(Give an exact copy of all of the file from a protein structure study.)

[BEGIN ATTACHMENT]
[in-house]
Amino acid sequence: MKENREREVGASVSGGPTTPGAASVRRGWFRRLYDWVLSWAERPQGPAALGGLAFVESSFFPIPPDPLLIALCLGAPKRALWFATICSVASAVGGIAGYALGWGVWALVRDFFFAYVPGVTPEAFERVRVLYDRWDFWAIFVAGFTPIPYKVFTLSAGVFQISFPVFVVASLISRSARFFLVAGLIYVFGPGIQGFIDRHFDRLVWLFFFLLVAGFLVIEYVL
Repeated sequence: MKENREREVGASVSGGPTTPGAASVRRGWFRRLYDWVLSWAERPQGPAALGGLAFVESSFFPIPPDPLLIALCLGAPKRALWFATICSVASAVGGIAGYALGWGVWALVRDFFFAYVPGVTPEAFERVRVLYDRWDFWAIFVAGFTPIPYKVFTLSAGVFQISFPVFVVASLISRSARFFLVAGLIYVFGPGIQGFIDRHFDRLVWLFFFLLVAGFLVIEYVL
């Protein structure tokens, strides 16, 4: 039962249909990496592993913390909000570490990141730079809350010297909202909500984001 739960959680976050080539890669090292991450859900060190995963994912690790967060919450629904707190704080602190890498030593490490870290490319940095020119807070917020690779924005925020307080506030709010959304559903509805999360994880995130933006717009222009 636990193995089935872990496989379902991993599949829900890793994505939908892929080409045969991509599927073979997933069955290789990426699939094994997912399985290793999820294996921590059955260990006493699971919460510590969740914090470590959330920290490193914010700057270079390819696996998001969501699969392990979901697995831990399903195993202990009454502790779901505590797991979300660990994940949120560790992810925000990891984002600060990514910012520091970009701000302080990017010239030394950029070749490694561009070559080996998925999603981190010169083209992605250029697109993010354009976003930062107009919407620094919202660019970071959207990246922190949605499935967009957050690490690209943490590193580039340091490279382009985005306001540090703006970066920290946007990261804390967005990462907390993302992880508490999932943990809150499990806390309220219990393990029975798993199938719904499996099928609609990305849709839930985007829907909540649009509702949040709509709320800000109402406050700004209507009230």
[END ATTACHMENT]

[in-house]
Amino acid sequence: MKENREREVGASVSGGPTTPGAASVRRGWFRRLYDWVLSWAERPQGPAALGGLAFVESSFFPIPPDPLLIALCLGAPKRALWFATICSVASAVGGIAGYALGWGVWALVRDFFFAYVPGVTPEAFERVRVLYDRWDFWAIFVAGFTPIPYKVFTLSAGVFQISFPVFVVASLISRSARFFLVAGLIYVFGPGIQGFIDRHFDRLVWLFFFLLVAGFLVIEYVL
Repeated sequence: MKENREREVGASVSGGPTTPGAASVRRGWFRRLYDWVLSWAERPQGPAALGGLAFVESSFFPIPPDPLLIALCLGAPKRALWFATICSVASAVGGIAGYALGWGVWALVRDFFFAYVPGVTPEAFERVRVLYDRWDFWAIFVAGFTPIPYKVFTLSAGVFQISFPVFVVASLISRSARFFLVAGLIYVFGPGIQGFIDRHFDRLVWLFFFLLVAGFLVIEYVL
């Protein structure tokens, strides 16, 4: 039962249909990496592993913390909000570490990141730079809350010297909202909500984001 739960959680976050080539890669090292991450859900060190995963994912690790967060919450629904707190704080602190890498030593490490870290490319940095020119807070917020690779924005925020307080506030709010959304559903509805999360994880995130933006717009222009 636990193995089935872990496989379902991993599949829900890793994505939908892929080409045969991509599927073979997933069955290789990426699939094994997912399985290793999820294996921590059955260990006493699971919460510590969740914090470590959330920290490193914010700057270079390819696996998001969501699969392990979901697995831990399903195993202990009454502790779901505590797991979300660990994940949120560790992810925000990891984002600060990514910012520091970009701000302080990017010239030394950029070749490694561009070559080996998925999603981190010169083209992605250029697109993010354009976003930062107009919407620094919202660019970071959207990246922190949605499935967009957050690490690209943490590193580039340091490279382009985005306001540090703006970066920290946007990261804390967005990462907390993302992880508490999932943990809150499990806390309220219990393990029975798993199938719904499996099928609609990305849709839930985007829907909540649009509702949040709509709320800000109402406050700004209507009230």